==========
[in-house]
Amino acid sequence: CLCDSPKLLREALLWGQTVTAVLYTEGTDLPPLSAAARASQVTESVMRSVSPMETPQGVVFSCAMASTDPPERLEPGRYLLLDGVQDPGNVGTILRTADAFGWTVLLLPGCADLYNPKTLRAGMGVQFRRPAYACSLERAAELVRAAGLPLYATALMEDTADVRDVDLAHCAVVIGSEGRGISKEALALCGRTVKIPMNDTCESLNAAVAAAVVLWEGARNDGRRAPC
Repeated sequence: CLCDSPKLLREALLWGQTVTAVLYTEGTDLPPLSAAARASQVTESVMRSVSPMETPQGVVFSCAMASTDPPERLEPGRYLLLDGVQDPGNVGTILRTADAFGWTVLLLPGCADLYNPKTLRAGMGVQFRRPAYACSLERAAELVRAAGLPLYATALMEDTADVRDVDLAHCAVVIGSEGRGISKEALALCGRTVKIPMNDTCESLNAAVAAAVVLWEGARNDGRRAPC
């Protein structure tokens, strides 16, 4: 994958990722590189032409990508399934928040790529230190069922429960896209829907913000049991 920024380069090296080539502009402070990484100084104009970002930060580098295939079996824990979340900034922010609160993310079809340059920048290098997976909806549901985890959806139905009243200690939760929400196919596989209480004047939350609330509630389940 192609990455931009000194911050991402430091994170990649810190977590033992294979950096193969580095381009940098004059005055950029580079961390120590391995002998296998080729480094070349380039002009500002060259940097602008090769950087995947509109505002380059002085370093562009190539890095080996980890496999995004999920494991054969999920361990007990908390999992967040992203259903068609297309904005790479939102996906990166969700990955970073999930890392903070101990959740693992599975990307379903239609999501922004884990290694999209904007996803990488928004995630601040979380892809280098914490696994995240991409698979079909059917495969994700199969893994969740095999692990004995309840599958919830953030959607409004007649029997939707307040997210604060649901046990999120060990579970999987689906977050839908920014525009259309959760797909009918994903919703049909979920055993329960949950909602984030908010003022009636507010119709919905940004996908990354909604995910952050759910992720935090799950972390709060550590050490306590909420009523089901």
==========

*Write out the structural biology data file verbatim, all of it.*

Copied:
[in-house]
Amino acid sequence: CLCDSPKLLREALLWGQTVTAVLYTEGTDLPPLSAAARASQVTESVMRSVSPMETPQGVVFSCAMASTDPPERLEPGRYLLLDGVQDPGNVGTILRTADAFGWTVLLLPGCADLYNPKTLRAGMGVQFRRPAYACSLERAAELVRAAGLPLYATALMEDTADVRDVDLAHCAVVIGSEGRGISKEALALCGRTVKIPMNDTCESLNAAVAAAVVLWEGARNDGRRAPC
Repeated sequence: CLCDSPKLLREALLWGQTVTAVLYTEGTDLPPLSAAARASQVTESVMRSVSPMETPQGVVFSCAMASTDPPERLEPGRYLLLDGVQDPGNVGTILRTADAFGWTVLLLPGCADLYNPKTLRAGMGVQFRRPAYACSLERAAELVRAAGLPLYATALMEDTADVRDVDLAHCAVVIGSEGRGISKEALALCGRTVKIPMNDTCESLNAAVAAAVVLWEGARNDGRRAPC
């Protein structure tokens, strides 16, 4: 994958990722590189032409990508399934928040790529230190069922429960896209829907913000049991 920024380069090296080539502009402070990484100084104009970002930060580098295939079996824990979340900034922010609160993310079809340059920048290098997976909806549901985890959806139905009243200690939760929400196919596989209480004047939350609330509630389940 192609990455931009000194911050991402430091994170990649810190977590033992294979950096193969580095381009940098004059005055950029580079961390120590391995002998296998080729480094070349380039002009500002060259940097602008090769950087995947509109505002380059002085370093562009190539890095080996980890496999995004999920494991054969999920361990007990908390999992967040992203259903068609297309904005790479939102996906990166969700990955970073999930890392903070101990959740693992599975990307379903239609999501922004884990290694999209904007996803990488928004995630601040979380892809280098914490696994995240991409698979079909059917495969994700199969893994969740095999692990004995309840599958919830953030959607409004007649029997939707307040997210604060649901046990999120060990579970999987689906977050839908920014525009259309959760797909009918994903919703049909979920055993329960949950909602984030908010003022009636507010119709919905940004996908990354909604995910952050759910992720935090799950972390709060550590050490306590909420009523089901």